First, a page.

COMMENT By Dr John McMenamin
The planned referendum on the End of Life Choice Bill will require careful thought. Polemic viewpoints around a contentious issue are expected, but our voting needs to be a considered choice.
Central to our decision is an understanding of life itself – whether it belongs solely to us or if we hold it in trust. Certainly the concept of life in trust is informed by religious belief, but not only.
Understanding life and indeed our Earth and our world as entrusted to us to care for is also informed by our culture, our experience and our life philosophy. So too is our view on whether choices belong solely to us as individuals or whether we must consider and involve and hear other voices.
This wider perspective is partially captured in the traditional concept of the family doctor, whose heath care service was focused on patients within the context of their family.
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Current concepts in health care go beyond this – those of us involved in providing health care must respond to the needs of the person as an individual while carrying a real awareness of that person within their family/whānau and with an awareness of how their care will affect significant others.
The medical profession is legislated into this bill, so this is a good starting point for considering its effects. The New Zealand Medical Association, the largest group representing doctors in New Zealand, opposes euthanasia.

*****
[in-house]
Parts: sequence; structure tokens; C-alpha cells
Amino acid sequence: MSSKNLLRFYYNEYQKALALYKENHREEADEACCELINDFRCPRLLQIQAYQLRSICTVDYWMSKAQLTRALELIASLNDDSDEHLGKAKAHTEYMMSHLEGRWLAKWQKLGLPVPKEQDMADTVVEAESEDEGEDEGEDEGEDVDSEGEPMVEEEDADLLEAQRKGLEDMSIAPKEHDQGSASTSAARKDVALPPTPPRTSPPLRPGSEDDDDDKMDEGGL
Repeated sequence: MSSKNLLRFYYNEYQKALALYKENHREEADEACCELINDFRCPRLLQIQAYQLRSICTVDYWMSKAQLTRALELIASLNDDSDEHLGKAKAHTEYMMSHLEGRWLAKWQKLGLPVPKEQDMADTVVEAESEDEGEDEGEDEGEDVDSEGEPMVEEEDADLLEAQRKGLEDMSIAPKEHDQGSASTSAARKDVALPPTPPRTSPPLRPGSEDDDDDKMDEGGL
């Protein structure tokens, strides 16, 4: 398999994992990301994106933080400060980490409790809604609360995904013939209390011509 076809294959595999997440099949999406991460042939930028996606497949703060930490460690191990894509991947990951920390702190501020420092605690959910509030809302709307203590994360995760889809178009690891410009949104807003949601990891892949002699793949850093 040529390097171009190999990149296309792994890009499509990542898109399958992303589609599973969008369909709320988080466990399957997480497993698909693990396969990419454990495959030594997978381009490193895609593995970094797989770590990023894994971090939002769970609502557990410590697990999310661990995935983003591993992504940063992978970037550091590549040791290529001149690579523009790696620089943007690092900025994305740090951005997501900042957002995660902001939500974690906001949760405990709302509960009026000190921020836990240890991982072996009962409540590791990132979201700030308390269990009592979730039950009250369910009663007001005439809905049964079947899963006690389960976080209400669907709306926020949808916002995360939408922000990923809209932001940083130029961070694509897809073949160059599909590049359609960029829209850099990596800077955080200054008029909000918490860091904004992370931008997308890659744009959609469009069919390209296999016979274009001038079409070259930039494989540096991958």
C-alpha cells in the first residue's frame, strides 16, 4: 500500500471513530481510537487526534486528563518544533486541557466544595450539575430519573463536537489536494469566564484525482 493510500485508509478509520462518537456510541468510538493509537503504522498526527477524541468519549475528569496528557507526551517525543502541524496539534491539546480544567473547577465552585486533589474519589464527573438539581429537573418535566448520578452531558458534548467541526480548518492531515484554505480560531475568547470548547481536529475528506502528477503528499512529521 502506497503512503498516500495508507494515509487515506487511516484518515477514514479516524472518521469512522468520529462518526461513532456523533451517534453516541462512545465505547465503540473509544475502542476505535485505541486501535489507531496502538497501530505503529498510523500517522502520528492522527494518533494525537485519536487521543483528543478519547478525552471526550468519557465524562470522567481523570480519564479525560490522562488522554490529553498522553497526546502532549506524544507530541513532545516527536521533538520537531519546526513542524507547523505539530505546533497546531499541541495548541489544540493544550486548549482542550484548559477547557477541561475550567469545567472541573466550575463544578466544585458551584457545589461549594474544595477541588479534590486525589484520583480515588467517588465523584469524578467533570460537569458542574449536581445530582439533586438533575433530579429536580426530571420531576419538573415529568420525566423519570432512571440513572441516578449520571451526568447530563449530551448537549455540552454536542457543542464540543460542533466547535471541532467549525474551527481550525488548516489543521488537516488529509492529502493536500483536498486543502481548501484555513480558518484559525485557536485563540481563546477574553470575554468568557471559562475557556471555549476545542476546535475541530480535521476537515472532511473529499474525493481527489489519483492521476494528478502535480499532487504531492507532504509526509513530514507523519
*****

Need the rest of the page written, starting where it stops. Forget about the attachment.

These doctors do support wise and sensible medical planning at the end of life and this already includes ethically appropriate decisions to withhold treatment that will unnecessarily prolong life; it also includes a person's right to refuse treatments; and further includes situations in which treatment for symptom control may in effect hasten death.
These doctors are not unaware of cases where individuals feel they are making a valid decision to end their life. But the wishes of individuals does not balance the harm done to the profession and to society by deliberately taking life.
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There is a profound change in direction for doctors to shift from a lifetime focused on preserving life to being involved in taking life.
The relationship between patients and doctors must be built on trust – people entrust us with their problems, concerns, expectations and in many cases with their life. We cannot stand in both places – the very nature of the trusting relationship demands we commit to respecting life whether this comes from religious, cultural, or philosophical perspectives, or whether it is just because that is what inherent in entering this profession.
It is not possible for us to hold these values and at the same time support the deliberate taking of life.
* Dr John McMenamin is a Whanganui GP with long term experience in clinical practice and end of life care. He is a member of New Zealand Medical Association and supports its position on euthanasia.